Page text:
Barbieri’s exhibition at Yancey Richardson Gallery showcased a series of photographs, taken from a helicopter, which find vacationers along the coastline of the Adriatic Sea in all states of play; reposing on floating lounge chairs, leading children in floaties, even engaging in what seems to be some form of water aerobics.
And it’s the series’ honest, candid nature that lent Adriatic Sea its charm and its whimsy. Barbieri, renowned for his innovations with tilt-shift lens photography, renders the typical Adriatic Sea vacation photo into a surreal, almost cartoonish visual experience; the blue of the waters is saturated to candy store extremes, and the figures warped into caricatures of themselves, or even just silhouettes filled with white. It’s this combination of the real – the vacationers engaged in the everyday, and the surreal – the digital manipulation of the photos, that rendered Adriatic Sea a fascinating exhibition; the ridiculousness of the everyday is emphasized, as is the ordinariness of the dreamlike.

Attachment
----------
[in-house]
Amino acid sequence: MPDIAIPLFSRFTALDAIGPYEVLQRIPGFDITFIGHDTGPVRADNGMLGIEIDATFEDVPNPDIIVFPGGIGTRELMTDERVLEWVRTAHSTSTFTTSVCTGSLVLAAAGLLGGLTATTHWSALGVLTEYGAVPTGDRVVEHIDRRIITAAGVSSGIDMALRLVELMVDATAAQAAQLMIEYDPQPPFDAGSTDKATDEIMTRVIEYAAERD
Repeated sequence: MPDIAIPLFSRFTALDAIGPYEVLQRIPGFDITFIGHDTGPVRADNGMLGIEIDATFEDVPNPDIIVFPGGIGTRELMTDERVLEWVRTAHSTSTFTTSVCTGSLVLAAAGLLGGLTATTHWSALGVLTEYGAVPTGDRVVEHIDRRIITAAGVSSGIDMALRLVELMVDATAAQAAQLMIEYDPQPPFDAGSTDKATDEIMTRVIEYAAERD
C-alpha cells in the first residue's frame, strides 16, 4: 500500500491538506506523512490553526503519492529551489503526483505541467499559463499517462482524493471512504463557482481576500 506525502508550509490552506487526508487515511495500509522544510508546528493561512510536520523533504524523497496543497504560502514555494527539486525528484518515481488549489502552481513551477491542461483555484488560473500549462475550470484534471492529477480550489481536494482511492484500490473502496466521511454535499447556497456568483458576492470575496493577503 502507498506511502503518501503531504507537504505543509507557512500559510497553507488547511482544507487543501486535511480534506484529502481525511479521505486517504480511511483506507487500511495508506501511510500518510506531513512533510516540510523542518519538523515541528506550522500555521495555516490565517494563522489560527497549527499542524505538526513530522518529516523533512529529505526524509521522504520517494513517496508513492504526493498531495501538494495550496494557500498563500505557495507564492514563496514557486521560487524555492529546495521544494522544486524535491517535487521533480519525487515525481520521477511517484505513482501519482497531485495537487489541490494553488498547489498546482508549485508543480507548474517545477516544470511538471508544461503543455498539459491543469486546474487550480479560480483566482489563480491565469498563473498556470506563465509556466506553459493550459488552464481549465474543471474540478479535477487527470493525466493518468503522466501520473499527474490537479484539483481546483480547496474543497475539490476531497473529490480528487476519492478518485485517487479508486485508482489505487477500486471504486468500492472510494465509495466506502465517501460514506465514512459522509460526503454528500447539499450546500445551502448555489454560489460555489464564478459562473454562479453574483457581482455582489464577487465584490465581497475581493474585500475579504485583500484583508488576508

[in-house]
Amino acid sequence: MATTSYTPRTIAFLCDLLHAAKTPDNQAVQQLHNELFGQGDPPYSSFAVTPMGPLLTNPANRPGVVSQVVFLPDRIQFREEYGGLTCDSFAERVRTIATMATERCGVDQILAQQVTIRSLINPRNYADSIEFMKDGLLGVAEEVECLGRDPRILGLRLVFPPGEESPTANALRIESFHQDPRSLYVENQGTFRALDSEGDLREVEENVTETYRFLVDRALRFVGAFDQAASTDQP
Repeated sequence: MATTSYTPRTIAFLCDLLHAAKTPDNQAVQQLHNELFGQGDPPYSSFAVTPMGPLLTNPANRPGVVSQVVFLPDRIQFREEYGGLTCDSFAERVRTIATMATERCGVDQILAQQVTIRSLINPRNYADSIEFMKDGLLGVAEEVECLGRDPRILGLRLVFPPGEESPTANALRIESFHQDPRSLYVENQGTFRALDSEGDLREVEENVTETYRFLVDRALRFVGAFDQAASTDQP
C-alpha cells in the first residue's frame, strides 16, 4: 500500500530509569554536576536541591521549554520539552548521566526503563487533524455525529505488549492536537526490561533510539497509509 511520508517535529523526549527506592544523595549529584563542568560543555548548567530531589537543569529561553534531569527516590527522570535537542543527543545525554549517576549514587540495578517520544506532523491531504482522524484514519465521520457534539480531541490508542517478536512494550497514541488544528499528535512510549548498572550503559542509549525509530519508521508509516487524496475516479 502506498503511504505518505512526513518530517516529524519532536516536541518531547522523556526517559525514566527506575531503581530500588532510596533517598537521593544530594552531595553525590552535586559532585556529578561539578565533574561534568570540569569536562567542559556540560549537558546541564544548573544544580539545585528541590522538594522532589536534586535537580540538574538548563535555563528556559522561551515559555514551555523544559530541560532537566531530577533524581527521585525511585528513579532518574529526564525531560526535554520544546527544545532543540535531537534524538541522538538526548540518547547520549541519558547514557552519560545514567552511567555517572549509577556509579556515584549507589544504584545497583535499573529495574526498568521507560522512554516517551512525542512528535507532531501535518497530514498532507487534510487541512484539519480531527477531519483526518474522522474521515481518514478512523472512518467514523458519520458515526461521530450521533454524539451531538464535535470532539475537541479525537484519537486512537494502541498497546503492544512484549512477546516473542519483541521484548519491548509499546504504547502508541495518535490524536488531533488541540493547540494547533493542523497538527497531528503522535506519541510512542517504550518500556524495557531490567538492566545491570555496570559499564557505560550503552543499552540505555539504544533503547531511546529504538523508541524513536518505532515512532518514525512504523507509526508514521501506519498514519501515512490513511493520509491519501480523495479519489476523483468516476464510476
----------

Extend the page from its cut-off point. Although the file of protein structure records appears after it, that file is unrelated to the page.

The viewer sees how the run-of-the-mill rendition of water aerobics, or even just dance, suddenly seems surreal, beautiful, alien; and how the rendering of the tourists into cartoonish or even outlines suddenly emphasizes the ubiquity of an experience as simple as going to a beach. The man in the green trunks could be your father, the woman in the yellow bathing suit, your wife. Thus Barbieri gives us the gift of projection. It’s a beautiful dance in a virtual paradise, and you’re invited – all you have to do is squint hard enough.
Adriatic Sea (Staged) Dancing People was on view until March 19th, 2016, at Yancey Richardson Gallery.